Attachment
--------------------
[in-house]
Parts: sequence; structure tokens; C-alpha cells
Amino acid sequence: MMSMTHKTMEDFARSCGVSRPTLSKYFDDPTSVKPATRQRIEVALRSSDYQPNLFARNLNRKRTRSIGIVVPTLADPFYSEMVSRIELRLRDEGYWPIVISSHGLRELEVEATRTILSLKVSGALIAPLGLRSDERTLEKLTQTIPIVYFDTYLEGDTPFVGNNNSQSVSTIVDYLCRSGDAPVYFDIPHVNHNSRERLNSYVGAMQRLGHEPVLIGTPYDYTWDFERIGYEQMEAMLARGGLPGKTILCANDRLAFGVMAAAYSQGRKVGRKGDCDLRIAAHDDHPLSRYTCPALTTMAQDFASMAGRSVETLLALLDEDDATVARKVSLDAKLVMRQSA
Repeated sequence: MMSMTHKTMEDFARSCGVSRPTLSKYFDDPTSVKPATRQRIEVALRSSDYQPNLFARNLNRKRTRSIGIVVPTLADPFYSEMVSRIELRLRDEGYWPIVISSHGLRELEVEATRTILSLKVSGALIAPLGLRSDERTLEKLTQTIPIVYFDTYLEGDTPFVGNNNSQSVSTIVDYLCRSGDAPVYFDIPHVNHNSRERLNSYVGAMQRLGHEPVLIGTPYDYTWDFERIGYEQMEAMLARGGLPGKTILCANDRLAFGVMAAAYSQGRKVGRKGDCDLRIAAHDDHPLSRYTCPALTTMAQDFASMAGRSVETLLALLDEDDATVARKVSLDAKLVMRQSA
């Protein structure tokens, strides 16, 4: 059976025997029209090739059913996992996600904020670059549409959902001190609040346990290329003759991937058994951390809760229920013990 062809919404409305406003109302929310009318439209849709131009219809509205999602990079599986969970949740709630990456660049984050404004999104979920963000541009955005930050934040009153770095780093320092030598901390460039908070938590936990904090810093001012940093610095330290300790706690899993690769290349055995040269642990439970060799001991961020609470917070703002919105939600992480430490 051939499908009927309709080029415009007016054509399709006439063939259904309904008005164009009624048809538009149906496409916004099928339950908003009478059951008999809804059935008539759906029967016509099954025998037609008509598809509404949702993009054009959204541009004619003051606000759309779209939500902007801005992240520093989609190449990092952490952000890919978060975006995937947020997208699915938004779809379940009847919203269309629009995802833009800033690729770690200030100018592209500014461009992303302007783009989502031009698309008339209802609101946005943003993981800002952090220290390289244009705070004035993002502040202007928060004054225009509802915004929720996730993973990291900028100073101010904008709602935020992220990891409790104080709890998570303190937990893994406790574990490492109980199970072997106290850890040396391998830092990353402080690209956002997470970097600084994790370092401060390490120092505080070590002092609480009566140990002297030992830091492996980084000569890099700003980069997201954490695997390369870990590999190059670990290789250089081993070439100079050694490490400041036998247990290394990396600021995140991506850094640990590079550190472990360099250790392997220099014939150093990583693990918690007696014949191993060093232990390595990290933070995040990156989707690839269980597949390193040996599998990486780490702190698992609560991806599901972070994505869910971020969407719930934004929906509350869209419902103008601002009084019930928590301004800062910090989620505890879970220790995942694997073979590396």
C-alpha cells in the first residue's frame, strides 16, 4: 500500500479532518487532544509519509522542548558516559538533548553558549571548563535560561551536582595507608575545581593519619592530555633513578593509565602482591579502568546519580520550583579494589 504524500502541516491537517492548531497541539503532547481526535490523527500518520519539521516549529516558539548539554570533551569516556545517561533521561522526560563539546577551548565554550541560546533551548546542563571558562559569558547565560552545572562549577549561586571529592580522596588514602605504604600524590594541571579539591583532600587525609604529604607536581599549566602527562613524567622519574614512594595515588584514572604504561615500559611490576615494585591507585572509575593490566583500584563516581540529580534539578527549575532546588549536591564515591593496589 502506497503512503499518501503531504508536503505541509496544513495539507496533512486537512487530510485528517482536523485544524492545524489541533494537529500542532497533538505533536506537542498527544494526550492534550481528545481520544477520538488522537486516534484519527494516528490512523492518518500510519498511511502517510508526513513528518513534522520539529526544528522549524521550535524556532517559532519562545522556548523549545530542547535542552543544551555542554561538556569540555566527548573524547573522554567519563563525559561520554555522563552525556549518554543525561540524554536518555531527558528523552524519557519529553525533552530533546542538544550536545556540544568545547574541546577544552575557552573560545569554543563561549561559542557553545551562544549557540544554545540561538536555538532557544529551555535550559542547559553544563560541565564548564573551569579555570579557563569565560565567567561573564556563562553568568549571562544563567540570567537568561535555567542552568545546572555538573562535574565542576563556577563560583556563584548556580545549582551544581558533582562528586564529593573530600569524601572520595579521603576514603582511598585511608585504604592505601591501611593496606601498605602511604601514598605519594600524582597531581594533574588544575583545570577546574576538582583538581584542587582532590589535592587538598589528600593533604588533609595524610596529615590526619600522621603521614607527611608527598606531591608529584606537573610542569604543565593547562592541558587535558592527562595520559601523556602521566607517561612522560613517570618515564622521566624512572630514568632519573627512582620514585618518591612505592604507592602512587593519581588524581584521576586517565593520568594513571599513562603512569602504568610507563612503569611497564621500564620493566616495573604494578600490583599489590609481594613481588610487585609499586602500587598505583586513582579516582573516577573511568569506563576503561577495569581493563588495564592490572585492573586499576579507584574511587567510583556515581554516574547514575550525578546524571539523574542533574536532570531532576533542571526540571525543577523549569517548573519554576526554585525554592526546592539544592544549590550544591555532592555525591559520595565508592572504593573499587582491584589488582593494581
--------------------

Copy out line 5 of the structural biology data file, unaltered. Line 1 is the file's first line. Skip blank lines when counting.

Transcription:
């Protein structure tokens, strides 16, 4: 059976025997029209090739059913996992996600904020670059549409959902001190609040346990290329003759991937058994951390809760229920013990 062809919404409305406003109302929310009318439209849709131009219809509205999602990079599986969970949740709630990456660049984050404004999104979920963000541009955005930050934040009153770095780093320092030598901390460039908070938590936990904090810093001012940093610095330290300790706690899993690769290349055995040269642990439970060799001991961020609470917070703002919105939600992480430490 051939499908009927309709080029415009007016054509399709006439063939259904309904008005164009009624048809538009149906496409916004099928339950908003009478059951008999809804059935008539759906029967016509099954025998037609008509598809509404949702993009054009959204541009004619003051606000759309779209939500902007801005992240520093989609190449990092952490952000890919978060975006995937947020997208699915938004779809379940009847919203269309629009995802833009800033690729770690200030100018592209500014461009992303302007783009989502031009698309008339209802609101946005943003993981800002952090220290390289244009705070004035993002502040202007928060004054225009509802915004929720996730993973990291900028100073101010904008709602935020992220990891409790104080709890998570303190937990893994406790574990490492109980199970072997106290850890040396391998830092990353402080690209956002997470970097600084994790370092401060390490120092505080070590002092609480009566140990002297030992830091492996980084000569890099700003980069997201954490695997390369870990590999190059670990290789250089081993070439100079050694490490400041036998247990290394990396600021995140991506850094640990590079550190472990360099250790392997220099014939150093990583693990918690007696014949191993060093232990390595990290933070995040990156989707690839269980597949390193040996599998990486780490702190698992609560991806599901972070994505869910971020969407719930934004929906509350869209419902103008601002009084019930928590301004800062910090989620505890879970220790995942694997073979590396």